Aubyn Hill, Financial Gleaner Columnist
On October 28 the famous American icon, the Statue of Liberty, will mark its 127th inauguration anniversary on Liberty Island in Manhattan, New York.
The French-American collaboration was initiated by a French law professor and politician Edouard Rene Laboulaye and designed by his compatriot Frederic Auguste Bartholdi.
Laboulaye stated in 1865 that such a monument to freedom and American independence should best be a joint project of the French and American people.
This gift of friendship from the French to the Americans committed the two nations to promote and defend liberty.
Across the world, the Statue of Liberty has been a robust symbol of welcome to people of many different nationalities, the vast majority of whom would eventually become Americans.
The 34-year old poet, Emma Lazarus, wrote her now famous sonnet, The New Colossus, in 1883 and captured the nation's imagination then and continues to shape the way Americans think about immigration.
These famous lines of the sonnet were inscribed on a bronze plaque and placed on the base of the pedestal of the 300-foot 1-inch (93-metre) monument:
"Keep, ancient lands, your storied pomp!" cries she with silent lips.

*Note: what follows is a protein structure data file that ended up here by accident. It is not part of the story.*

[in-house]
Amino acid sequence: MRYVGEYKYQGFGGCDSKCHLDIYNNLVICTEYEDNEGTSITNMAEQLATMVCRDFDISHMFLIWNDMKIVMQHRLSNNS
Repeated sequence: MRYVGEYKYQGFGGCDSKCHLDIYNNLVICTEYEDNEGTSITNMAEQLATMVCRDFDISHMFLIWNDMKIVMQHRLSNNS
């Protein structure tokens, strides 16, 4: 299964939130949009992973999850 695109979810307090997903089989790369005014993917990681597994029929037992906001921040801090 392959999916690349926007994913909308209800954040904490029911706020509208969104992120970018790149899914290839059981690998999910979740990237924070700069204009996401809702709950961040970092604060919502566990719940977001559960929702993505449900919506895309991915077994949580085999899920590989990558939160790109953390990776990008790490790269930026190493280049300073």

"Give me your tired, your poor,
Your huddled masses yelling to breathe free,
The wretched refuse of your teeming shore.
Send these, the homeless, tempest-tost to me,
I lift my lamp beside the golden door!"
The Jewish poet penned these words to aid the fundraising effort to find the US$270,000 in cash to construct the 89-foot granite pedestal, which was the American contribution to match the US$400,000 provided by France to design and build the 151-ft 1-inch (46.05-metre) statue.
Between 1820 and 1920, about 34 million people immigrated to the United States and approximately 75 per cent stayed permanently. Since then, the Great Depression, the Second World War, Soviet communism, the pain of poverty and the desire for better education are some of the myriad reasons why people have responded to the attractive and freedom-inspired invitation embedded in the Statue of Liberty.
LIBERTY'S BUSINESS MODEL
It is my estimate that about the 1960s the business model of the invitation of the statue changed. America had become the unquestioned leading economic and military superpower after the defeat of the Nazi Germany.
The "huddled masses, yearning to breathe free" were not the persons America now most welcomed regardless of how "wretched" they were, or how many were " teeming on their poverty-stricken and liberty-starved shores".
There was an unannounced, subtle, but effective change to "send me your brightest and best" from Germany, Russia, France, England, Australia, Egypt, now India, China and Brazil - and even Jamaica and Mexico.
Of course, the welcome is even more fulsome if you can pay for your own university education. Sure, the United States still helps the needy to settle but one cannot ignore the debate in Congress and elsewhere as to building barriers to keep the "huddled masses" out.
The words of the sonnet have given room to "send me your best and brightest".
In spite of the increased risk and increasing barriers, thousands of people risk incarceration, unspeakable hardships and obstacles and even death in order to get to the USA and take their chances at making their own 'American Dream' a reality.